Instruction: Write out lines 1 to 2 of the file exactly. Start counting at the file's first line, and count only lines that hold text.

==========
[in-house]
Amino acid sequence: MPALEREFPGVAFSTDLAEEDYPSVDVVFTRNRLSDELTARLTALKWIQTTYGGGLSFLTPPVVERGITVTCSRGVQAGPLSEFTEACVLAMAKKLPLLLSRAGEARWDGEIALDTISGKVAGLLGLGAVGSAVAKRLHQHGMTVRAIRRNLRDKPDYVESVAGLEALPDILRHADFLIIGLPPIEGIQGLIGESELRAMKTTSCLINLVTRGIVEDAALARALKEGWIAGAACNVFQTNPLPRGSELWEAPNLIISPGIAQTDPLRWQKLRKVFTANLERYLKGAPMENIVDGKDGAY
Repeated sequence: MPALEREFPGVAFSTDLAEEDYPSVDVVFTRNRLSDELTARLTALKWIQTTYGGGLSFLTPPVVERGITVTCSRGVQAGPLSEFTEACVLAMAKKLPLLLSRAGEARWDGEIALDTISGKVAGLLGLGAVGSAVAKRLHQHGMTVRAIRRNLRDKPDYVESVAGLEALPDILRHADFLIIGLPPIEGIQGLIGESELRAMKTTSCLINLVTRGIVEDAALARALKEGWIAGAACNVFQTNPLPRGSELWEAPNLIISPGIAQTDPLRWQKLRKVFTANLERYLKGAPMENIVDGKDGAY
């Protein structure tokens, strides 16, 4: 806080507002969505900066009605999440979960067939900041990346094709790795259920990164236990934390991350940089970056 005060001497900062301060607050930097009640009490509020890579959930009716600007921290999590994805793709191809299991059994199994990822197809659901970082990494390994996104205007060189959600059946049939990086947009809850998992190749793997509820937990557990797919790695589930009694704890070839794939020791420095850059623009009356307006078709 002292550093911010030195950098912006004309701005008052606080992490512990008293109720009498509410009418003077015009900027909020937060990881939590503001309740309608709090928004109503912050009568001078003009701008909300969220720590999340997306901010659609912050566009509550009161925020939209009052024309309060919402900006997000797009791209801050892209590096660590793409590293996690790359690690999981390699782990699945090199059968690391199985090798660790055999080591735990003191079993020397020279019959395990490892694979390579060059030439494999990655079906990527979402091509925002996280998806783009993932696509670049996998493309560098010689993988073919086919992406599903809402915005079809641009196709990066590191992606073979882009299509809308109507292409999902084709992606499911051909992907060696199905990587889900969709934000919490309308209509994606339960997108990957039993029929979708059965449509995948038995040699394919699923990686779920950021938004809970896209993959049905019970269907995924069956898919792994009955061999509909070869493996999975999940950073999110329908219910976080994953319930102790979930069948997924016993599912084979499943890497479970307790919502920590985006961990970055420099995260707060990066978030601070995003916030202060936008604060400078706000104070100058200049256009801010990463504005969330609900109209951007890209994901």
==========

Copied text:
[in-house]
Amino acid sequence: MPALEREFPGVAFSTDLAEEDYPSVDVVFTRNRLSDELTARLTALKWIQTTYGGGLSFLTPPVVERGITVTCSRGVQAGPLSEFTEACVLAMAKKLPLLLSRAGEARWDGEIALDTISGKVAGLLGLGAVGSAVAKRLHQHGMTVRAIRRNLRDKPDYVESVAGLEALPDILRHADFLIIGLPPIEGIQGLIGESELRAMKTTSCLINLVTRGIVEDAALARALKEGWIAGAACNVFQTNPLPRGSELWEAPNLIISPGIAQTDPLRWQKLRKVFTANLERYLKGAPMENIVDGKDGAY